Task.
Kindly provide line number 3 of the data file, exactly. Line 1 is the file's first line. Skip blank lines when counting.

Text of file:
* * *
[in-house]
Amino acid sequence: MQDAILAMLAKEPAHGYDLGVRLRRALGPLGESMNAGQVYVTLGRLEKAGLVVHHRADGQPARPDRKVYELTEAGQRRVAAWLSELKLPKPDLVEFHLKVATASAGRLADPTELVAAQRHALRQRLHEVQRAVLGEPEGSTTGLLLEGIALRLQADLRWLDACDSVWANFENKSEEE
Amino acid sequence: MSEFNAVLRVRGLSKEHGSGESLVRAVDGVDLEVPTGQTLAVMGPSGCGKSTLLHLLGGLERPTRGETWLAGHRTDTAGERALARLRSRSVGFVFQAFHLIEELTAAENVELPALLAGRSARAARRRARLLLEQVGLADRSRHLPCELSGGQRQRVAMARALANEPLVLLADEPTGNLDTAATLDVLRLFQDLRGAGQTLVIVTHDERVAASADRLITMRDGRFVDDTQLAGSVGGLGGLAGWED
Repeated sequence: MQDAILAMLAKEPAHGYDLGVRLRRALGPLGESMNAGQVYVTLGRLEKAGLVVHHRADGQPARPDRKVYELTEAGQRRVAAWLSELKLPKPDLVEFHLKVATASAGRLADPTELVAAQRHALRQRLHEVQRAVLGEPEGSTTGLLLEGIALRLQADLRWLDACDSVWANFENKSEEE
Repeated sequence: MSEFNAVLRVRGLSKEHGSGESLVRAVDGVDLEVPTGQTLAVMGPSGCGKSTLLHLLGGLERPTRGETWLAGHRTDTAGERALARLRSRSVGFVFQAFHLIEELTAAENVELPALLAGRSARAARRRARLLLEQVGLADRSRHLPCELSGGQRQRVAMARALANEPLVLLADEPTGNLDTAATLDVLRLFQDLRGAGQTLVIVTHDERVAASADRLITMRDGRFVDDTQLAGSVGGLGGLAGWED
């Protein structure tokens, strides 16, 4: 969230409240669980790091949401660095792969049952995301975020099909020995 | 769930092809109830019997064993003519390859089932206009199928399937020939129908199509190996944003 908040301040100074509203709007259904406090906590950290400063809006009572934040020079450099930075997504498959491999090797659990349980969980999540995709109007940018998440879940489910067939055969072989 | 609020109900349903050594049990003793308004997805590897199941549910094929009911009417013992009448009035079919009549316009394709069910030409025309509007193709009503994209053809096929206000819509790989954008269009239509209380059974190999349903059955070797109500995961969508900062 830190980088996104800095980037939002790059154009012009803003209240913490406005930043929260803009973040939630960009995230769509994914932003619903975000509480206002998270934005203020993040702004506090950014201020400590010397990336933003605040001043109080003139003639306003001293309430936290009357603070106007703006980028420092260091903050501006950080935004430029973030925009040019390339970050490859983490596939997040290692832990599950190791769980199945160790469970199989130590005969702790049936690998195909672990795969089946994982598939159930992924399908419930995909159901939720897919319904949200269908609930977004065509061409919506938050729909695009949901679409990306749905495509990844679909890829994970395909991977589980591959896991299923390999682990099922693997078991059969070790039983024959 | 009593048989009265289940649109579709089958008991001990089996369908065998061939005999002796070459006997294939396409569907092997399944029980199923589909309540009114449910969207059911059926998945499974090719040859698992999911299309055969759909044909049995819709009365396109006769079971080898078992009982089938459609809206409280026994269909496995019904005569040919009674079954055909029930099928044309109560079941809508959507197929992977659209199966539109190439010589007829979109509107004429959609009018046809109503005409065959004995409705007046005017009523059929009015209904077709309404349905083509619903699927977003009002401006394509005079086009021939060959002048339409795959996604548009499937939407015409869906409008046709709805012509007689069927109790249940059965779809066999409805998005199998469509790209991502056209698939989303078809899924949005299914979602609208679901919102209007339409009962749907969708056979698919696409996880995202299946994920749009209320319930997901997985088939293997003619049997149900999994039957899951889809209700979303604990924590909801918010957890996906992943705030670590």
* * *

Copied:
Amino acid sequence: MSEFNAVLRVRGLSKEHGSGESLVRAVDGVDLEVPTGQTLAVMGPSGCGKSTLLHLLGGLERPTRGETWLAGHRTDTAGERALARLRSRSVGFVFQAFHLIEELTAAENVELPALLAGRSARAARRRARLLLEQVGLADRSRHLPCELSGGQRQRVAMARALANEPLVLLADEPTGNLDTAATLDVLRLFQDLRGAGQTLVIVTHDERVAASADRLITMRDGRFVDDTQLAGSVGGLGGLAGWED